Monday, June 27, 2011

The History of Valve

I finished playing though Duke Nukem Forever a week or two ago and I still stand behind my original assessment: It’s a fun, solid game that should please fans of the Duke – and few others. However, I couldn’t shake a feeling of Forever’s similarity to another shooter that I played long ago: The original Half-Life by Valve. I was starting to think that I was grasping for straws when near the end of the game, when he’s solving a puzzle involving steam pipes, Duke utters, “I hate valve puzzles.”

Maybe I’m not so crazy after all: Duke’s one-liner is a clear allusion to the company responsible for Half-Life 1 and 2, the Left 4 Dead series, and Portal, which educational theorist James Gee often points to as a game that helps students think in nontraditional, nonlinear ways. And Duke making fun of Valve is pretty ironic, given Half-Life’s heavy influence on Duke Nukem Forever.

We’ve been waiting on Half-Life: Episode 3 since 2007, a mere drop in the bucket compared to Duke Nukem Forever’s 14 year development cycle. Also mirroring Duke Nukem Forever’s released date of “when it’s done” is the answer given in March of this year to players demanding Episode 3: “Hang in there.” No specifics where given.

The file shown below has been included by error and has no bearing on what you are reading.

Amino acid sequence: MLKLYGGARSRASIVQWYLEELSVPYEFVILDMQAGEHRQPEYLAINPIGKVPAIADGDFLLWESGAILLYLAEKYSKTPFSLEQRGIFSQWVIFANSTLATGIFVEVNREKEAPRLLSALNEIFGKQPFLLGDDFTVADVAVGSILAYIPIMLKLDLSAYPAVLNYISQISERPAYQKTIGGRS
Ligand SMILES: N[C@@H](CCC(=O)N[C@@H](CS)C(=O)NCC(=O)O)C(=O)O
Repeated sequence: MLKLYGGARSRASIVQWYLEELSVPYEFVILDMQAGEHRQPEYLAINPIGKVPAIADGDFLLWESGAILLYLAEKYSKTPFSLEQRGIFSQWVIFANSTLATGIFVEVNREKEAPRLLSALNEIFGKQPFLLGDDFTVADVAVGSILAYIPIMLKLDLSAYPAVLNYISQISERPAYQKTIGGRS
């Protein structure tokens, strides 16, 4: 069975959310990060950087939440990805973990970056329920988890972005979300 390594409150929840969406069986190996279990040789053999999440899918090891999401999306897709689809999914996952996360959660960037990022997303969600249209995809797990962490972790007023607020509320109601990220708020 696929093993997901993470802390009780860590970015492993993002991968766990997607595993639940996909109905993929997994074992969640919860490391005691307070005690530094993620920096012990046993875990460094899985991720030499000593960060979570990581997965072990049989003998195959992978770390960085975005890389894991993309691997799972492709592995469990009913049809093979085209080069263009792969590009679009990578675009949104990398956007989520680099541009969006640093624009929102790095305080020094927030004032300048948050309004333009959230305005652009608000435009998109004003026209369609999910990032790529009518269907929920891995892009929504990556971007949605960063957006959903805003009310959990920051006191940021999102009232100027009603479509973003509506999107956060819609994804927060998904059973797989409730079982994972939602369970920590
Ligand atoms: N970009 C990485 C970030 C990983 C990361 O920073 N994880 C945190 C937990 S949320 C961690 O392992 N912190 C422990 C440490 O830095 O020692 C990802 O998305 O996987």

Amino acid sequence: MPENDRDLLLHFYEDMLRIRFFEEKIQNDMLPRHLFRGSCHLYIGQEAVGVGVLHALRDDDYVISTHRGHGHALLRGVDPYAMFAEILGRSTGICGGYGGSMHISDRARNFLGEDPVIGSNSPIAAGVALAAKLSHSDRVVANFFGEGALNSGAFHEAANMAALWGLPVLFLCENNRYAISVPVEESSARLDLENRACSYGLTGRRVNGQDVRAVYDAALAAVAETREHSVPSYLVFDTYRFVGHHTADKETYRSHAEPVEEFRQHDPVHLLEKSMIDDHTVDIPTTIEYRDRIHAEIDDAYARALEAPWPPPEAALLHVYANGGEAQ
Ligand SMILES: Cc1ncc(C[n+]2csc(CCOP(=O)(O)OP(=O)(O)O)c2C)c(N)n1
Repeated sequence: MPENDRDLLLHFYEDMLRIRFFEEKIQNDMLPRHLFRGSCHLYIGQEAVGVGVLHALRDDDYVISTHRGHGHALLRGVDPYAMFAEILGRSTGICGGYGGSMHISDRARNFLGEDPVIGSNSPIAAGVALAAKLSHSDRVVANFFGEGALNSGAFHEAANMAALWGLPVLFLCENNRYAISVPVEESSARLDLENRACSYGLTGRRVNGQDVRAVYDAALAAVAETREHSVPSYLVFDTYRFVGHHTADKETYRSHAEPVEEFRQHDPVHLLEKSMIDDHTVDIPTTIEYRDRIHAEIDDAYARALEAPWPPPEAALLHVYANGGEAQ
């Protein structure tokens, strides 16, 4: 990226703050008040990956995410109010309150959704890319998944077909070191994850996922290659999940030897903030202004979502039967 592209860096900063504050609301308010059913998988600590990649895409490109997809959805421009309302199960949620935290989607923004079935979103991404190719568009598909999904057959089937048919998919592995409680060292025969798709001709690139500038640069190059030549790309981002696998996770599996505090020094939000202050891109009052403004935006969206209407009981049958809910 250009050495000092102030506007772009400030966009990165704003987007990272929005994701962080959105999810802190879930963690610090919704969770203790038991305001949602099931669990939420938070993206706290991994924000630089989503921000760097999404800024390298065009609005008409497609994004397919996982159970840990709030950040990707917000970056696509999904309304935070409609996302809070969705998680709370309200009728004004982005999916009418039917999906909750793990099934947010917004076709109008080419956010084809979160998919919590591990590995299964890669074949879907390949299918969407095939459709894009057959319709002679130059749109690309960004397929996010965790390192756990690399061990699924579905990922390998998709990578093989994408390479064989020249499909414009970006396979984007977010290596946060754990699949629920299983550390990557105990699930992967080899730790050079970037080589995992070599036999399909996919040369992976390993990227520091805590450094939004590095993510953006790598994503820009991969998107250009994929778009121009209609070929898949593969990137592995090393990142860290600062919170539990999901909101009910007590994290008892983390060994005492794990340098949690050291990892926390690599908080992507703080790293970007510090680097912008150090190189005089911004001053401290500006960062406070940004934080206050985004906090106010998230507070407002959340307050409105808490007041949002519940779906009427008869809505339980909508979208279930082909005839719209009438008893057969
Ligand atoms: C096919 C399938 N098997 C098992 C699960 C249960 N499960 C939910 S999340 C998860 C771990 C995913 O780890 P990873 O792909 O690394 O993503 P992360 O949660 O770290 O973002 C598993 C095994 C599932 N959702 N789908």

But Valve’s been far from dormant for the last few years. Perhaps taking precedence over Episode 3 was Portal 2, Valve’s recent sequel to the first person genre-bending sleeper hit of 2007. Or perhaps it was the development of Left 4 Dead and Left 4 Dead 2 that sidelined Episode 3.

But regardless of what’s been delaying Half-Life: Episode 3, the history of Valve entertainment is an interesting one. I found the following awesome chart right here! You might want to click the link for a larger, more easily-read chart.

Source:Video GameDesign

A revenue of 10.5 million in 2008... I'll bet with Portal 2's release that it's doubled by now. Either way, let's hope that it doesn't take another 10 years to see Half-Life: Episode 3.

No comments:

Post a Comment